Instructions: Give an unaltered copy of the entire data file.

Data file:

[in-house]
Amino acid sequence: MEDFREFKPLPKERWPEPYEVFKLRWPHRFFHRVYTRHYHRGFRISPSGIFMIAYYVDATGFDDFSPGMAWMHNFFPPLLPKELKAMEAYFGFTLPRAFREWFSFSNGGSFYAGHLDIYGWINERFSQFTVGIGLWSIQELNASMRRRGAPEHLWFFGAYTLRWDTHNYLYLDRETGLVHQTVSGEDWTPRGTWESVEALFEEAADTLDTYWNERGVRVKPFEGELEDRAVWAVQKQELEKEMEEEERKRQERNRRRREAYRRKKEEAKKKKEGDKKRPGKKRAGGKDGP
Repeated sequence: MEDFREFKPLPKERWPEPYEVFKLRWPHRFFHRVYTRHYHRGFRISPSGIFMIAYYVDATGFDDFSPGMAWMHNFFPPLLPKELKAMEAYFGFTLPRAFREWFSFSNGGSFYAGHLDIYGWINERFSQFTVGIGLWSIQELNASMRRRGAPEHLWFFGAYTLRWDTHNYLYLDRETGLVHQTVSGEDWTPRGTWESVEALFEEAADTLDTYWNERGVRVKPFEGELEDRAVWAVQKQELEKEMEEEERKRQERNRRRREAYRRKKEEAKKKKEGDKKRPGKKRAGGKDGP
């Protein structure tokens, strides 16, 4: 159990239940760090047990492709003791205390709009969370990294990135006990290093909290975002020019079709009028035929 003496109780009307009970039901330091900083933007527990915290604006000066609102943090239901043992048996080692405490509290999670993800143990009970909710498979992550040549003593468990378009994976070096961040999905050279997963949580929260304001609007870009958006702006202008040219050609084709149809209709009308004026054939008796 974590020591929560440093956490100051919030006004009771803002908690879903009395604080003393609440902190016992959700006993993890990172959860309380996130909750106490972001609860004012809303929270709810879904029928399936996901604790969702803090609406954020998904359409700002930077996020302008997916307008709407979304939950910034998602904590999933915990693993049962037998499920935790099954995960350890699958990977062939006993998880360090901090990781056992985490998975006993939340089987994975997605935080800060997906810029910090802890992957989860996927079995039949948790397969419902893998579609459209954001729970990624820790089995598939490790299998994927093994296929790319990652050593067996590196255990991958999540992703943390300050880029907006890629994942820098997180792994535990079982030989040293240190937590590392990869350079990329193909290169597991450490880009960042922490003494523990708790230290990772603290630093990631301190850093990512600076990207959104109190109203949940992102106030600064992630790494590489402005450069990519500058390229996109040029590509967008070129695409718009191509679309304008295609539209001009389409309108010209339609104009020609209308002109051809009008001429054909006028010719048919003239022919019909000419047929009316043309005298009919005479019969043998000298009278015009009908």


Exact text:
[in-house]
Amino acid sequence: MEDFREFKPLPKERWPEPYEVFKLRWPHRFFHRVYTRHYHRGFRISPSGIFMIAYYVDATGFDDFSPGMAWMHNFFPPLLPKELKAMEAYFGFTLPRAFREWFSFSNGGSFYAGHLDIYGWINERFSQFTVGIGLWSIQELNASMRRRGAPEHLWFFGAYTLRWDTHNYLYLDRETGLVHQTVSGEDWTPRGTWESVEALFEEAADTLDTYWNERGVRVKPFEGELEDRAVWAVQKQELEKEMEEEERKRQERNRRRREAYRRKKEEAKKKKEGDKKRPGKKRAGGKDGP
Repeated sequence: MEDFREFKPLPKERWPEPYEVFKLRWPHRFFHRVYTRHYHRGFRISPSGIFMIAYYVDATGFDDFSPGMAWMHNFFPPLLPKELKAMEAYFGFTLPRAFREWFSFSNGGSFYAGHLDIYGWINERFSQFTVGIGLWSIQELNASMRRRGAPEHLWFFGAYTLRWDTHNYLYLDRETGLVHQTVSGEDWTPRGTWESVEALFEEAADTLDTYWNERGVRVKPFEGELEDRAVWAVQKQELEKEMEEEERKRQERNRRRREAYRRKKEEAKKKKEGDKKRPGKKRAGGKDGP
């Protein structure tokens, strides 16, 4: 159990239940760090047990492709003791205390709009969370990294990135006990290093909290975002020019079709009028035929 003496109780009307009970039901330091900083933007527990915290604006000066609102943090239901043992048996080692405490509290999670993800143990009970909710498979992550040549003593468990378009994976070096961040999905050279997963949580929260304001609007870009958006702006202008040219050609084709149809209709009308004026054939008796 974590020591929560440093956490100051919030006004009771803002908690879903009395604080003393609440902190016992959700006993993890990172959860309380996130909750106490972001609860004012809303929270709810879904029928399936996901604790969702803090609406954020998904359409700002930077996020302008997916307008709407979304939950910034998602904590999933915990693993049962037998499920935790099954995960350890699958990977062939006993998880360090901090990781056992985490998975006993939340089987994975997605935080800060997906810029910090802890992957989860996927079995039949948790397969419902893998579609459209954001729970990624820790089995598939490790299998994927093994296929790319990652050593067996590196255990991958999540992703943390300050880029907006890629994942820098997180792994535990079982030989040293240190937590590392990869350079990329193909290169597991450490880009960042922490003494523990708790230290990772603290630093990631301190850093990512600076990207959104109190109203949940992102106030600064992630790494590489402005450069990519500058390229996109040029590509967008070129695409718009191509679309304008295609539209001009389409309108010209339609104009020609209308002109051809009008001429054909006028010719048919003239022919019909000419047929009316043309005298009919005479019969043998000298009278015009009908």